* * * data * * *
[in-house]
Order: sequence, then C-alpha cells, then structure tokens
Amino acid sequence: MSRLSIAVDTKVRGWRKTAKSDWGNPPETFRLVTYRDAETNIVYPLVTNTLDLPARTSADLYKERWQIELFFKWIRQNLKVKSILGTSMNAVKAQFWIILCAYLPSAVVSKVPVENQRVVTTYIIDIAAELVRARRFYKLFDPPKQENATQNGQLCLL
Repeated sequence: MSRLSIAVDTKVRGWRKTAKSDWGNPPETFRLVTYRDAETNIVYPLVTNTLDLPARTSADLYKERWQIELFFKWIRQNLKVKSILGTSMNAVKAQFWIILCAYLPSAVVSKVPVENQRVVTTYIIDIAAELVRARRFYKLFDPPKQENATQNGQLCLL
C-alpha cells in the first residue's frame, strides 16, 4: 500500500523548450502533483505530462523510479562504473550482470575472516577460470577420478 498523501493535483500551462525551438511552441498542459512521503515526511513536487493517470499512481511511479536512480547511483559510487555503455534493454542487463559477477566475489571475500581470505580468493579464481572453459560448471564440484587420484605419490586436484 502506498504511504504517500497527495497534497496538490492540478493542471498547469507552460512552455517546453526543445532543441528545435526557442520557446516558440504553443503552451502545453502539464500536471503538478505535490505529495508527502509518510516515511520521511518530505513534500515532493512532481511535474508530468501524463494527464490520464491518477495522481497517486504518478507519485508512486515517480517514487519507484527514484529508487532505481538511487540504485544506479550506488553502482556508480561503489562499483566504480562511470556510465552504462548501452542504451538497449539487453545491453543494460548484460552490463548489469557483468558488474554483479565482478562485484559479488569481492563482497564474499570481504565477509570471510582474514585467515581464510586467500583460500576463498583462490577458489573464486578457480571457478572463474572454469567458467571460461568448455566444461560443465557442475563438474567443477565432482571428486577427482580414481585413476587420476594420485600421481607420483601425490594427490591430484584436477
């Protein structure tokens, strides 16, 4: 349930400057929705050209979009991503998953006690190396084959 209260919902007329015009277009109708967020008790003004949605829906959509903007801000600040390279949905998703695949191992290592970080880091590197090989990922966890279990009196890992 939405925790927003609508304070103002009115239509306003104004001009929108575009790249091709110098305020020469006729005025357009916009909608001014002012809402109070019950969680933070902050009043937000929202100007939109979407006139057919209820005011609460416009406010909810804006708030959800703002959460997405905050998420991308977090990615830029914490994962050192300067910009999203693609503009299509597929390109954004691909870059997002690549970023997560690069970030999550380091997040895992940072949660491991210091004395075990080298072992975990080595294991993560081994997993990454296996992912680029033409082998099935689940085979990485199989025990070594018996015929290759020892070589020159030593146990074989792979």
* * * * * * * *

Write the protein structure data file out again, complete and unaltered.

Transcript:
[in-house]
Order: sequence, then C-alpha cells, then structure tokens
Amino acid sequence: MSRLSIAVDTKVRGWRKTAKSDWGNPPETFRLVTYRDAETNIVYPLVTNTLDLPARTSADLYKERWQIELFFKWIRQNLKVKSILGTSMNAVKAQFWIILCAYLPSAVVSKVPVENQRVVTTYIIDIAAELVRARRFYKLFDPPKQENATQNGQLCLL
Repeated sequence: MSRLSIAVDTKVRGWRKTAKSDWGNPPETFRLVTYRDAETNIVYPLVTNTLDLPARTSADLYKERWQIELFFKWIRQNLKVKSILGTSMNAVKAQFWIILCAYLPSAVVSKVPVENQRVVTTYIIDIAAELVRARRFYKLFDPPKQENATQNGQLCLL
C-alpha cells in the first residue's frame, strides 16, 4: 500500500523548450502533483505530462523510479562504473550482470575472516577460470577420478 498523501493535483500551462525551438511552441498542459512521503515526511513536487493517470499512481511511479536512480547511483559510487555503455534493454542487463559477477566475489571475500581470505580468493579464481572453459560448471564440484587420484605419490586436484 502506498504511504504517500497527495497534497496538490492540478493542471498547469507552460512552455517546453526543445532543441528545435526557442520557446516558440504553443503552451502545453502539464500536471503538478505535490505529495508527502509518510516515511520521511518530505513534500515532493512532481511535474508530468501524463494527464490520464491518477495522481497517486504518478507519485508512486515517480517514487519507484527514484529508487532505481538511487540504485544506479550506488553502482556508480561503489562499483566504480562511470556510465552504462548501452542504451538497449539487453545491453543494460548484460552490463548489469557483468558488474554483479565482478562485484559479488569481492563482497564474499570481504565477509570471510582474514585467515581464510586467500583460500576463498583462490577458489573464486578457480571457478572463474572454469567458467571460461568448455566444461560443465557442475563438474567443477565432482571428486577427482580414481585413476587420476594420485600421481607420483601425490594427490591430484584436477
């Protein structure tokens, strides 16, 4: 349930400057929705050209979009991503998953006690190396084959 209260919902007329015009277009109708967020008790003004949605829906959509903007801000600040390279949905998703695949191992290592970080880091590197090989990922966890279990009196890992 939405925790927003609508304070103002009115239509306003104004001009929108575009790249091709110098305020020469006729005025357009916009909608001014002012809402109070019950969680933070902050009043937000929202100007939109979407006139057919209820005011609460416009406010909810804006708030959800703002959460997405905050998420991308977090990615830029914490994962050192300067910009999203693609503009299509597929390109954004691909870059997002690549970023997560690069970030999550380091997040895992940072949660491991210091004395075990080298072992975990080595294991993560081994997993990454296996992912680029033409082998099935689940085979990485199989025990070594018996015929290759020892070589020159030593146990074989792979």